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An indigenous womens group is addressing food insecurity while preserving traditional foods in Kibera- Africa’s largest slum


An indigenous womens group is addressing food insecurity while preserving traditional foods in Kibera- Africa’s largest slum

By Diana Taremwa Karakire

An indigenous women’s group in Kenya’s Kibera slum is undertaking backyard sack gardening helping preserve their traditional foods while tackling food insecurity.

Mazingira is a Nubian women’s group that was formed to empower Nubian women on environmental conservation through sustainable urban farming as well as the importance of food sovereignty-regularly expressed as the right and responsibility of people to have access to healthy and culturally appropriate foods.

According to Malasen Hamida the leader of the group, backyard gardening is enabling Nubian families to remain food secure but also safeguard traditional Nubian foods in their community.

“We hope to solve the interconnected problems of lack of affordable, nutritious food and the difficulties of farming in an overpopulated slum area while spotlighting the significance of our traditional foods and the cultural values woven into these foods,” says Hamida.

The Nubian community of Kenya is composed of up to 100,000 descendants of people originally from the Nuba mountains of northern Sudan and Southern Egypt who were brought to Kenya over 100 years ago to serve in the East African Rifles, a regiment of the British colonial armed forces.

Nubians have a distinct culture that has been upheld by successive generations.They have traditional outfits and traditional cuisines

In 1912, the British government designated some 4,197 acres of land for the Nubians to settle on. They named the land which is located on the outskirts of the city of Nairobi- Kibra meaning land of forest. Kibera is Africa’s biggest informal settlement and home to approximately 250,000 people across an area of just 2.5 kilometres. Kibera is a densely populated place where most people face hunger and diet quality-related issues. While Covid19 made food insecurity worse, the issue predated the pandemic.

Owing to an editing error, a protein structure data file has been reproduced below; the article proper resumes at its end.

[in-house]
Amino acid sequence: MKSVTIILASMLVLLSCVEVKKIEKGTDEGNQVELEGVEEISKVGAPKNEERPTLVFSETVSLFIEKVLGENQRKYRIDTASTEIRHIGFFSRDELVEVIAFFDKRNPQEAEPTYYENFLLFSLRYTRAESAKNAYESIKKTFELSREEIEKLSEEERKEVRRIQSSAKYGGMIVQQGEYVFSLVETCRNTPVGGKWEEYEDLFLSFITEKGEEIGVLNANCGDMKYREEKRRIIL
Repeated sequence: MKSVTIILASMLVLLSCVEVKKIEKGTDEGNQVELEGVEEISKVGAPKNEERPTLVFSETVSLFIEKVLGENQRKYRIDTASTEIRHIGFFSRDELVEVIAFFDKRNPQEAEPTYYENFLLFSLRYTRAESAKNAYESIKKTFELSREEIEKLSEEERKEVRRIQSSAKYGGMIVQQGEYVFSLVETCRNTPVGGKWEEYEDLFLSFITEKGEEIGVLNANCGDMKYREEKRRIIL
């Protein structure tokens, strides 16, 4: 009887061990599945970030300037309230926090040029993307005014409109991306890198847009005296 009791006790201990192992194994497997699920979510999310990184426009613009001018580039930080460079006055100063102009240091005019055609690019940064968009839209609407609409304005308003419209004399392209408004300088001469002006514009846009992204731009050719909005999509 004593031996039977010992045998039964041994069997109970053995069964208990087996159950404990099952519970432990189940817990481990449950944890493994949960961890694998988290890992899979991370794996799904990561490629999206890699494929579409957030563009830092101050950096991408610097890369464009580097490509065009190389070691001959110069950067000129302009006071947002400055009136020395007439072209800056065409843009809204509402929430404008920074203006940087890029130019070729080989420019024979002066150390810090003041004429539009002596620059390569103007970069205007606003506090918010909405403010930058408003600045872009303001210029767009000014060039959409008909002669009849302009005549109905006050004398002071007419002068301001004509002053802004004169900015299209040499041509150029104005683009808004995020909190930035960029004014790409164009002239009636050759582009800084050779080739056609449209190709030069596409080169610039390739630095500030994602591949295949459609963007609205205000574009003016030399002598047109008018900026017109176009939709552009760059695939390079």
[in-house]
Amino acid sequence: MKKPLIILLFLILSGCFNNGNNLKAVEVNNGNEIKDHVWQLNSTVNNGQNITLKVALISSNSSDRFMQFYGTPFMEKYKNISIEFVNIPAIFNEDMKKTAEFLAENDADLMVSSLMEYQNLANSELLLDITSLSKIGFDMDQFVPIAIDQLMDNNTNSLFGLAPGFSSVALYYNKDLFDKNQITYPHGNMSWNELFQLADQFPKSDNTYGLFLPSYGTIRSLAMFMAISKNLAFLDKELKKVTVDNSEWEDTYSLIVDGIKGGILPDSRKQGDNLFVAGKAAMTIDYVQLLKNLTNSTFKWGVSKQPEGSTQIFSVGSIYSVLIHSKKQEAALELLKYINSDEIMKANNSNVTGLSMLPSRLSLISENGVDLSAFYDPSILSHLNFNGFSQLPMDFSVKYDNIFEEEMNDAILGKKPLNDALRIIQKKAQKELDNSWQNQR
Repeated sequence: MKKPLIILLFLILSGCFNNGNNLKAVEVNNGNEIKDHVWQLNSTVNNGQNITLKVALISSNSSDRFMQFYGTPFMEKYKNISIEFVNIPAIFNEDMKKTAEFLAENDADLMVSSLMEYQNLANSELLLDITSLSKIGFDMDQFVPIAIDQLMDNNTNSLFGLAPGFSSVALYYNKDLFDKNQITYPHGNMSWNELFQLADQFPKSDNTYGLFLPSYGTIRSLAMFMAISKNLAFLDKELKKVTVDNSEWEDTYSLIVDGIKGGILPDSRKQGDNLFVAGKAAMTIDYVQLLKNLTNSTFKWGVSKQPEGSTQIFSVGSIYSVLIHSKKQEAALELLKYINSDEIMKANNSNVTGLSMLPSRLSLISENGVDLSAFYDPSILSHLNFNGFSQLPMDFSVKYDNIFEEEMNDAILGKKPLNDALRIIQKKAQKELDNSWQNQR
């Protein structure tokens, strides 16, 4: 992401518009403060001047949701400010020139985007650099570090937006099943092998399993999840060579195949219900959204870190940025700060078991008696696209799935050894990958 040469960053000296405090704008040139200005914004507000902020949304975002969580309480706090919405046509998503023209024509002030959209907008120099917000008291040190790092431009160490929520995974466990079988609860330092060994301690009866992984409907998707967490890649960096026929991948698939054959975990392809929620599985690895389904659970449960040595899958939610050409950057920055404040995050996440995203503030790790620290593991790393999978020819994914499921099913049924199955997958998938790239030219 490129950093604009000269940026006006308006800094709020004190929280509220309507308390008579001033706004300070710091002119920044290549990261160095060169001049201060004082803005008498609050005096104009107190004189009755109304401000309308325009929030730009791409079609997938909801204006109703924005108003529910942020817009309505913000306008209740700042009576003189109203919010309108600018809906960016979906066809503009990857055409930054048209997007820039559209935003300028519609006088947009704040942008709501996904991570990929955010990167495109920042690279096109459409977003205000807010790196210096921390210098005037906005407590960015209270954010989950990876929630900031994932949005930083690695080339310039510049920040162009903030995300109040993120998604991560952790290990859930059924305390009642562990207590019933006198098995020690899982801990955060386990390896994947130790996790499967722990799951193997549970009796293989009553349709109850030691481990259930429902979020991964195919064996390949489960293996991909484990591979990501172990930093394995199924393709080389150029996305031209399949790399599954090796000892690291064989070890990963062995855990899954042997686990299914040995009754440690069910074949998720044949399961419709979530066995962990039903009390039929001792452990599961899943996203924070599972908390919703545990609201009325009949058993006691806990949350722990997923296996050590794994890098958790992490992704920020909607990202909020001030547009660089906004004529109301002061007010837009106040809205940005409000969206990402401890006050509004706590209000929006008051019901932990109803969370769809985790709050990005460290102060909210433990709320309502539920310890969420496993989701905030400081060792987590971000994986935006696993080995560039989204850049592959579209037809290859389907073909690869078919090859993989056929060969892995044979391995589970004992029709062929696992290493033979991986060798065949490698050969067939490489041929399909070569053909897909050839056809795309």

According to Hamida, the Nubian community in particular experiences disproportionately high rates of food insecurity as a byproduct of forced relocation to rural areas, a settler-colonial activity which led to degradation of traditional subsistence patterns. Nubians also struggle with insecure land rights as their claim to land in Kibera has been contested by successive governments.

“Nubians have a distinct culture that has been upheld by successive generations. They have traditional cuisines which include vegetables such as okra stew, fava beans, courgettes, spinach, amaranth and peas,” says Hamida

Mazingira helps the women grow these vegetables by providing seedlings and training the women on how to set up backyard gardens.

Africa continues to grapple with the worst food crisis in decades buoyed by the Covid pandemic, climate change, Russia’s war in Ukraine and increases in conflict. An estimated 346 million people in Africa are affected by the food crisis, according to recent reports by the Food and Agriculture Organization. 

Indigenous groups who are mostly marginalized experience disproportionately high rates of food insecurity due to migration and relocation to urban lands, which results in the degradation of their traditional subsistence patterns.

 In Uganda, 36-year-old food activist and agronomist Edie Mukiibi leads Slow Food a global network of local communities, founded in 1989 to prevent the disappearance of local food cultures, and traditions and counteract the rise of fast food culture.

The Slow Food movement involves millions of people in over 160 countries, working to ensure that everyone has access to good, clean and fair food produced with low environmental impact. Slow Food is spreading across Africa, with over 3,600 kitchen gardens since 2011.

Students of Kisowera secondary school in Uganda pose next to one of the slow food gardens which is part of the Slow Food Uganda program

“Our local food species are disappearing and being replaced by single-use hybrid seeds controlled by multinational corporations. Widespread pesticide use is causing many local species to become extinct. Food-related health diseases are spreading. Our food system is our primary responsibility. The only way to reform the food system, is to promote indigenous food systems through agroecology which is sustainable, socially equitable agriculture and this is what the slow food movement is about,” says Mukiibi.

According to the International Food Policy Research Institute’s global food policy report 2023, an estimated 20% of people in Sub-Saharan Africa that is some 282 million people suffer food insecurity and malnutrition, more than double the share of any other region.

“Indigenous food species should be promoted because they are more resistant to the vagaries of climate change like drought, more nutritious, healthier and resistant to pests and diseases unlike most genetically modified crops,” says Jeniffer Anena an agronomist from the Water Governance Institute Uganda.

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